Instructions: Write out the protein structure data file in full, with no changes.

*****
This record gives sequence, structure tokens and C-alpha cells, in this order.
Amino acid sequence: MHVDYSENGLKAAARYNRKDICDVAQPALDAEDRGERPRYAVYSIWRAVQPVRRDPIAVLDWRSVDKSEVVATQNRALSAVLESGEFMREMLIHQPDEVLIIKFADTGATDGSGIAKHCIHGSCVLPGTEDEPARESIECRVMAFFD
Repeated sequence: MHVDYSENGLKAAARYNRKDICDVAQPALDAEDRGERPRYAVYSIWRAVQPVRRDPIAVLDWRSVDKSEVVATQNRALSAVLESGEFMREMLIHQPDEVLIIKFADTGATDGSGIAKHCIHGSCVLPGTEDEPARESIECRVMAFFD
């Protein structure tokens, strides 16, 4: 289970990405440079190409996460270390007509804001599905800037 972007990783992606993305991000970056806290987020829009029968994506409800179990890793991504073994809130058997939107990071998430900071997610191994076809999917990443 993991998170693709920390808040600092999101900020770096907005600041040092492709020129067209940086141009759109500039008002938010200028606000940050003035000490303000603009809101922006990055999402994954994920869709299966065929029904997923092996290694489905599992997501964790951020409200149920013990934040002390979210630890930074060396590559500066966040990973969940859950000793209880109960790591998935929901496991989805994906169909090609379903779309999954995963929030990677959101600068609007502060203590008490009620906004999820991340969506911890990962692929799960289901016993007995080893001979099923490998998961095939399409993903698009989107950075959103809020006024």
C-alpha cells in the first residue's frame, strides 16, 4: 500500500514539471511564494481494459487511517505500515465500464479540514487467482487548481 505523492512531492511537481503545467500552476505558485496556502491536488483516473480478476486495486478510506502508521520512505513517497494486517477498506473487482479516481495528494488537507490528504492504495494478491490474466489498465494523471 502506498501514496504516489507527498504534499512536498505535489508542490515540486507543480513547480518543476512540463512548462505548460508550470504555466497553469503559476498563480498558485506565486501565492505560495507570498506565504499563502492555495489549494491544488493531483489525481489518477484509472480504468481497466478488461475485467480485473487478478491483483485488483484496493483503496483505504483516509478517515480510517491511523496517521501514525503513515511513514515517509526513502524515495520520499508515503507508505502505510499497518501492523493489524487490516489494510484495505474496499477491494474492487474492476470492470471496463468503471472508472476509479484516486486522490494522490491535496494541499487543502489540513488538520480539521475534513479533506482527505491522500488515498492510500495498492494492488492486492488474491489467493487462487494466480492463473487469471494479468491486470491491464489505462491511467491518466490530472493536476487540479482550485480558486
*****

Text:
This record gives sequence, structure tokens and C-alpha cells, in this order.
Amino acid sequence: MHVDYSENGLKAAARYNRKDICDVAQPALDAEDRGERPRYAVYSIWRAVQPVRRDPIAVLDWRSVDKSEVVATQNRALSAVLESGEFMREMLIHQPDEVLIIKFADTGATDGSGIAKHCIHGSCVLPGTEDEPARESIECRVMAFFD
Repeated sequence: MHVDYSENGLKAAARYNRKDICDVAQPALDAEDRGERPRYAVYSIWRAVQPVRRDPIAVLDWRSVDKSEVVATQNRALSAVLESGEFMREMLIHQPDEVLIIKFADTGATDGSGIAKHCIHGSCVLPGTEDEPARESIECRVMAFFD
């Protein structure tokens, strides 16, 4: 289970990405440079190409996460270390007509804001599905800037 972007990783992606993305991000970056806290987020829009029968994506409800179990890793991504073994809130058997939107990071998430900071997610191994076809999917990443 993991998170693709920390808040600092999101900020770096907005600041040092492709020129067209940086141009759109500039008002938010200028606000940050003035000490303000603009809101922006990055999402994954994920869709299966065929029904997923092996290694489905599992997501964790951020409200149920013990934040002390979210630890930074060396590559500066966040990973969940859950000793209880109960790591998935929901496991989805994906169909090609379903779309999954995963929030990677959101600068609007502060203590008490009620906004999820991340969506911890990962692929799960289901016993007995080893001979099923490998998961095939399409993903698009989107950075959103809020006024």
C-alpha cells in the first residue's frame, strides 16, 4: 500500500514539471511564494481494459487511517505500515465500464479540514487467482487548481 505523492512531492511537481503545467500552476505558485496556502491536488483516473480478476486495486478510506502508521520512505513517497494486517477498506473487482479516481495528494488537507490528504492504495494478491490474466489498465494523471 502506498501514496504516489507527498504534499512536498505535489508542490515540486507543480513547480518543476512540463512548462505548460508550470504555466497553469503559476498563480498558485506565486501565492505560495507570498506565504499563502492555495489549494491544488493531483489525481489518477484509472480504468481497466478488461475485467480485473487478478491483483485488483484496493483503496483505504483516509478517515480510517491511523496517521501514525503513515511513514515517509526513502524515495520520499508515503507508505502505510499497518501492523493489524487490516489494510484495505474496499477491494474492487474492476470492470471496463468503471472508472476509479484516486486522490494522490491535496494541499487543502489540513488538520480539521475534513479533506482527505491522500488515498492510500495498492494492488492486492488474491489467493487462487494466480492463473487469471494479468491486470491491464489505462491511467491518466490530472493536476487540479482550485480558486